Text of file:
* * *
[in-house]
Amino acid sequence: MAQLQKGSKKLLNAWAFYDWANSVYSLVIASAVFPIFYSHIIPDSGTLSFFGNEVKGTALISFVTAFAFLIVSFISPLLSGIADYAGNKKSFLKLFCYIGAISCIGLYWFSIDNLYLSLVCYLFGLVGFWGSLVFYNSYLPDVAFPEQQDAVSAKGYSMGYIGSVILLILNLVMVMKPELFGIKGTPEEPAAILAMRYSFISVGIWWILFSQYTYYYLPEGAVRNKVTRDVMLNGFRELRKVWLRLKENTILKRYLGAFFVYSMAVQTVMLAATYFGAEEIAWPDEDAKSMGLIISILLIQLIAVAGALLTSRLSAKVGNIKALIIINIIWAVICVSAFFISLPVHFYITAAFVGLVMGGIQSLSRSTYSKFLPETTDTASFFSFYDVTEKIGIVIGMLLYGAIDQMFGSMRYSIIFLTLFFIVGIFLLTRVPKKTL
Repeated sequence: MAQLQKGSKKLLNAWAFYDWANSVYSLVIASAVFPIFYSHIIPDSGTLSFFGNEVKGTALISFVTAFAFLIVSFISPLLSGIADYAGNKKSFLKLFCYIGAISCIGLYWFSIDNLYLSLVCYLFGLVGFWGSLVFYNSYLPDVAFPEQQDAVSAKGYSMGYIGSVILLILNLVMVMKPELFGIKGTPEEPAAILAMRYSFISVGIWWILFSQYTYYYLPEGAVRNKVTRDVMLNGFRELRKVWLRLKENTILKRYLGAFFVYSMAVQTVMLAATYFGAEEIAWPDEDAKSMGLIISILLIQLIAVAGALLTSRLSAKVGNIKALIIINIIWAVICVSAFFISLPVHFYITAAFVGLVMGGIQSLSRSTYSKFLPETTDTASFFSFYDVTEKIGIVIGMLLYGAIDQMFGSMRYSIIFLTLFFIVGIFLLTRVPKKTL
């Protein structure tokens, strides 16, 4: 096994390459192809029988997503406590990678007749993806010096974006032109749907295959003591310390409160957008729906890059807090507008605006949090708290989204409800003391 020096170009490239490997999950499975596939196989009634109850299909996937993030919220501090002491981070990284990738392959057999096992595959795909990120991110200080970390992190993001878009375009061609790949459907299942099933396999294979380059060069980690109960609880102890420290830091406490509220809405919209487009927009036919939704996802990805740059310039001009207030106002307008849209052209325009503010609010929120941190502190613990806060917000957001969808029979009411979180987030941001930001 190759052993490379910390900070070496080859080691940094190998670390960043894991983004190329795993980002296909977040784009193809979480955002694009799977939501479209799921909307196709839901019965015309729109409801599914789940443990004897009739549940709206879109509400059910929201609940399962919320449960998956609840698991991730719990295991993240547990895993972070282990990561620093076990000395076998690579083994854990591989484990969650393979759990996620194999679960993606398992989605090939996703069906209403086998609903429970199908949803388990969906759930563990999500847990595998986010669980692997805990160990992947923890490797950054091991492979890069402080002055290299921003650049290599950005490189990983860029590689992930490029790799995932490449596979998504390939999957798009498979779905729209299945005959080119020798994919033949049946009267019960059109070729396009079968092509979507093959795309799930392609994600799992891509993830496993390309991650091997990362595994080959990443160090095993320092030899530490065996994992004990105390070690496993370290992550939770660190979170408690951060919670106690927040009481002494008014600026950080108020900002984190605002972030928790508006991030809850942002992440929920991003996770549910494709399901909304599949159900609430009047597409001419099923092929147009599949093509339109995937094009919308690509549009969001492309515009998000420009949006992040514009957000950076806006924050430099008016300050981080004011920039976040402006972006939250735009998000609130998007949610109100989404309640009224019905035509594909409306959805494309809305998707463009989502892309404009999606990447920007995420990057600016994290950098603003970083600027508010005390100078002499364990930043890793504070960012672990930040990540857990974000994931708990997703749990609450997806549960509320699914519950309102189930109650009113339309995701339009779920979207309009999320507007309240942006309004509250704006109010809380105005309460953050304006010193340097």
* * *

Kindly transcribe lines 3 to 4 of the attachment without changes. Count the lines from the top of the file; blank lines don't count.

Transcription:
Repeated sequence: MAQLQKGSKKLLNAWAFYDWANSVYSLVIASAVFPIFYSHIIPDSGTLSFFGNEVKGTALISFVTAFAFLIVSFISPLLSGIADYAGNKKSFLKLFCYIGAISCIGLYWFSIDNLYLSLVCYLFGLVGFWGSLVFYNSYLPDVAFPEQQDAVSAKGYSMGYIGSVILLILNLVMVMKPELFGIKGTPEEPAAILAMRYSFISVGIWWILFSQYTYYYLPEGAVRNKVTRDVMLNGFRELRKVWLRLKENTILKRYLGAFFVYSMAVQTVMLAATYFGAEEIAWPDEDAKSMGLIISILLIQLIAVAGALLTSRLSAKVGNIKALIIINIIWAVICVSAFFISLPVHFYITAAFVGLVMGGIQSLSRSTYSKFLPETTDTASFFSFYDVTEKIGIVIGMLLYGAIDQMFGSMRYSIIFLTLFFIVGIFLLTRVPKKTL
């Protein structure tokens, strides 16, 4: 096994390459192809029988997503406590990678007749993806010096974006032109749907295959003591310390409160957008729906890059807090507008605006949090708290989204409800003391 020096170009490239490997999950499975596939196989009634109850299909996937993030919220501090002491981070990284990738392959057999096992595959795909990120991110200080970390992190993001878009375009061609790949459907299942099933396999294979380059060069980690109960609880102890420290830091406490509220809405919209487009927009036919939704996802990805740059310039001009207030106002307008849209052209325009503010609010929120941190502190613990806060917000957001969808029979009411979180987030941001930001 190759052993490379910390900070070496080859080691940094190998670390960043894991983004190329795993980002296909977040784009193809979480955002694009799977939501479209799921909307196709839901019965015309729109409801599914789940443990004897009739549940709206879109509400059910929201609940399962919320449960998956609840698991991730719990295991993240547990895993972070282990990561620093076990000395076998690579083994854990591989484990969650393979759990996620194999679960993606398992989605090939996703069906209403086998609903429970199908949803388990969906759930563990999500847990595998986010669980692997805990160990992947923890490797950054091991492979890069402080002055290299921003650049290599950005490189990983860029590689992930490029790799995932490449596979998504390939999957798009498979779905729209299945005959080119020798994919033949049946009267019960059109070729396009079968092509979507093959795309799930392609994600799992891509993830496993390309991650091997990362595994080959990443160090095993320092030899530490065996994992004990105390070690496993370290992550939770660190979170408690951060919670106690927040009481002494008014600026950080108020900002984190605002972030928790508006991030809850942002992440929920991003996770549910494709399901909304599949159900609430009047597409001419099923092929147009599949093509339109995937094009919308690509549009969001492309515009998000420009949006992040514009957000950076806006924050430099008016300050981080004011920039976040402006972006939250735009998000609130998007949610109100989404309640009224019905035509594909409306959805494309809305998707463009989502892309404009999606990447920007995420990057600016994290950098603003970083600027508010005390100078002499364990930043890793504070960012672990930040990540857990974000994931708990997703749990609450997806549960509320699914519950309102189930109650009113339309995701339009779920979207309009999320507007309240942006309004509250704006109010809380105005309460953050304006010193340097």